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Worldwide Smartphone Growth Forecast Cools Down as Prices Drop and Markets Mature: IDC

International Data Corp’s (IDC) latest mobile phone forecast said that worldwide smartphone shipments will reach a total of nearly 1.3 billion units in 2014, representing an increase of 26.3% over 2013.

IDC, meanwhile, expects 1.4 billion smartphones to be shipped worldwide in 2015 for a 12.2% year-over-year growth rate. Slower annual growth continues throughout the forecast with unit shipments approaching 1.9 billion units in 2018, resulting in a 9.8% compound annual growth rate for the forecast period between 2014 and 2018.

Melissa Chau, senior research manager with IDC’s Worldwide Quarterly Mobile Phone Tracker, said that the impact of upstart Chinese players in the global market will be reflected in a race to the bottom when it comes to price.

“While premium phones are not going anywhere, we are seeing increasingly better specs in more affordable smartphones,” she said. “Consumers no longer have to go with a top-of-the-line handset to guarantee decent hardware quality or experience. The bigger question now is how much lower can prices go?”

IDC’s report said that on a worldwide basis, smartphones are expected to have an average selling price of $297 worldwide in 2014, and it will drop to US$241 by 2018. Emerging markets, such as India, will see much lower smartphone prices around $135 each but will fall to US$102 by 2018. The report said, however, the prices in mature markets are not expected to change significantly and modestly higher shipment volumes will not drive up overall revenues as each generation of flagship phones shows less and less differentiation from its predecessors.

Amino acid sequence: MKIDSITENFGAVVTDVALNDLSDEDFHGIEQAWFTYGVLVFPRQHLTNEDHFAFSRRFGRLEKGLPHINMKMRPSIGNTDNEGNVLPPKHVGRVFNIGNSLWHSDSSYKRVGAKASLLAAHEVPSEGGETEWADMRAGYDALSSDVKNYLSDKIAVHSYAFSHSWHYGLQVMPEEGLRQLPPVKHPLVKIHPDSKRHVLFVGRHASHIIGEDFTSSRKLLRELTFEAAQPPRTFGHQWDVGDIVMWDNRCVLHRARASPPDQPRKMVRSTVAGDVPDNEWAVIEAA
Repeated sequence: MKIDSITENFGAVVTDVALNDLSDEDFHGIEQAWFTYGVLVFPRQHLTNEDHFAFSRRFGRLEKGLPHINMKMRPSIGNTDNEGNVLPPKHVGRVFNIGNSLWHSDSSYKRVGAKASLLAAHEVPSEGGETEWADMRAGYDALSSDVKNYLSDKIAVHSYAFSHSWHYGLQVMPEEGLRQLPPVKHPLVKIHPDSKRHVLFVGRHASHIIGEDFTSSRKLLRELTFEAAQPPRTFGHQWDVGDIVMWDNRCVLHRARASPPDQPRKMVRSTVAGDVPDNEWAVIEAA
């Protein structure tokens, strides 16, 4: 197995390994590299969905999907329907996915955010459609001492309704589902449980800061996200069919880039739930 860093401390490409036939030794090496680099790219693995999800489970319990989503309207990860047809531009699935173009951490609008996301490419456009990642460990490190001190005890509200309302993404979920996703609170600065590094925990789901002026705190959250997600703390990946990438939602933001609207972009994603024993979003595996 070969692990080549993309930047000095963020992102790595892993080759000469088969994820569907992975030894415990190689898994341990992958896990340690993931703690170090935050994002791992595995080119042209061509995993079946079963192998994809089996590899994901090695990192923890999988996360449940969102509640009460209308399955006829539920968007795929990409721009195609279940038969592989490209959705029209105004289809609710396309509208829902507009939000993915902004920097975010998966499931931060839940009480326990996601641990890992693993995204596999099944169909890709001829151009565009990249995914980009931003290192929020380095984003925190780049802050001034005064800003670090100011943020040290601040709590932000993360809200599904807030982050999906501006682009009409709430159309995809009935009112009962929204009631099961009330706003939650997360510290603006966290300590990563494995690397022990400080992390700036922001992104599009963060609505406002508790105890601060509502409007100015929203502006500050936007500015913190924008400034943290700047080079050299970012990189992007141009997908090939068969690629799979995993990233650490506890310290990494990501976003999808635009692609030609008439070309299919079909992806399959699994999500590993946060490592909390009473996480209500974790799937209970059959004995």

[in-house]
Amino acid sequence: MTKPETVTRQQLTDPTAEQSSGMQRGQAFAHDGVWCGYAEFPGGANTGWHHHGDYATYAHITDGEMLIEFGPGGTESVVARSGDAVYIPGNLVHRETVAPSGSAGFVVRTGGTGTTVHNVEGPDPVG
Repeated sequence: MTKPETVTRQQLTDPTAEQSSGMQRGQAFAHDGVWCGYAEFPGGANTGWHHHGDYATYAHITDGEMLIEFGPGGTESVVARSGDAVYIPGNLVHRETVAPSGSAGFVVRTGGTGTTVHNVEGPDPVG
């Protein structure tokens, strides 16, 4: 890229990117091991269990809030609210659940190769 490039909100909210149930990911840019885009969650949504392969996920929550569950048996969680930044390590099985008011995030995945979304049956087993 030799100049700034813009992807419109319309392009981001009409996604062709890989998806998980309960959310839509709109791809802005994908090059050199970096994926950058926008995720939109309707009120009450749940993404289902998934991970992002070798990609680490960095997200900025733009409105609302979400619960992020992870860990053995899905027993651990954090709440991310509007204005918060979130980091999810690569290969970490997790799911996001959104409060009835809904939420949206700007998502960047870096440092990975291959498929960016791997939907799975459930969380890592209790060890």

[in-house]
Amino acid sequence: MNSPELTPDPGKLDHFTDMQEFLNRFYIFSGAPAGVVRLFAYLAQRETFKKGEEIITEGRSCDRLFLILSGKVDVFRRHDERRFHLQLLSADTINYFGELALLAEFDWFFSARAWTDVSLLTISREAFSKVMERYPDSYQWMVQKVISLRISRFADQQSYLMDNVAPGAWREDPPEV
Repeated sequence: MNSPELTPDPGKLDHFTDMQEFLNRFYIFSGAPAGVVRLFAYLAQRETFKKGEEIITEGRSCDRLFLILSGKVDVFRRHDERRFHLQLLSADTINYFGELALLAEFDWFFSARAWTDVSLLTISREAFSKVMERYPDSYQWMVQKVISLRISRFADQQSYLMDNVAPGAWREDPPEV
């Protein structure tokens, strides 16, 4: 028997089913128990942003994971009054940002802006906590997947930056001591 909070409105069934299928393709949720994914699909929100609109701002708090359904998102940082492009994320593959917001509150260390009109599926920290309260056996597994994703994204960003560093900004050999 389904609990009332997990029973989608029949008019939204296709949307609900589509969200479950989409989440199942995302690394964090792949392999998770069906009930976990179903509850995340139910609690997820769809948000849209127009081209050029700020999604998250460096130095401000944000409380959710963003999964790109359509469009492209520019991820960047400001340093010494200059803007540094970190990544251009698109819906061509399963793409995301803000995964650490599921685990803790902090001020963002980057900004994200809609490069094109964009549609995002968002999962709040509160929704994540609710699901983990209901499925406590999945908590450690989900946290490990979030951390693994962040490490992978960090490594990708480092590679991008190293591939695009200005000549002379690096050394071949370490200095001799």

IDC said that Android devices will continue to drive shipment volumes from an operating system perspective, while iOS devices drive revenues. By 2018, Android will control 80% of global smartphones shipped and 61% of revenues, while iOS will control only 13% of volumes and 34% of revenues. With Android volumes so dominant, IDC said, it is no longer a possibility for new operating systems like Tizen and Firefox to compete on price alone.

“As shipment volume slows, we expect greater attention to shift toward value trends,” said Ramon Llamas, research manager with IDC’s Mobile Phones team. He said that Apple’s approach with premium pricing ensures a growing portion of overall revenues despite its declining market share. Meanwhile, Android’s multi-faceted approach, with forked versions and low-cost Android One strategy, will produce mixed results, yet it allows deeper penetration into merging markets.

“That can lead to additional pressure on its vendor partners, who will need to seek greater differentiation in terms of devices and experiences in the hyper-competitive smartphone market,” Llamas said.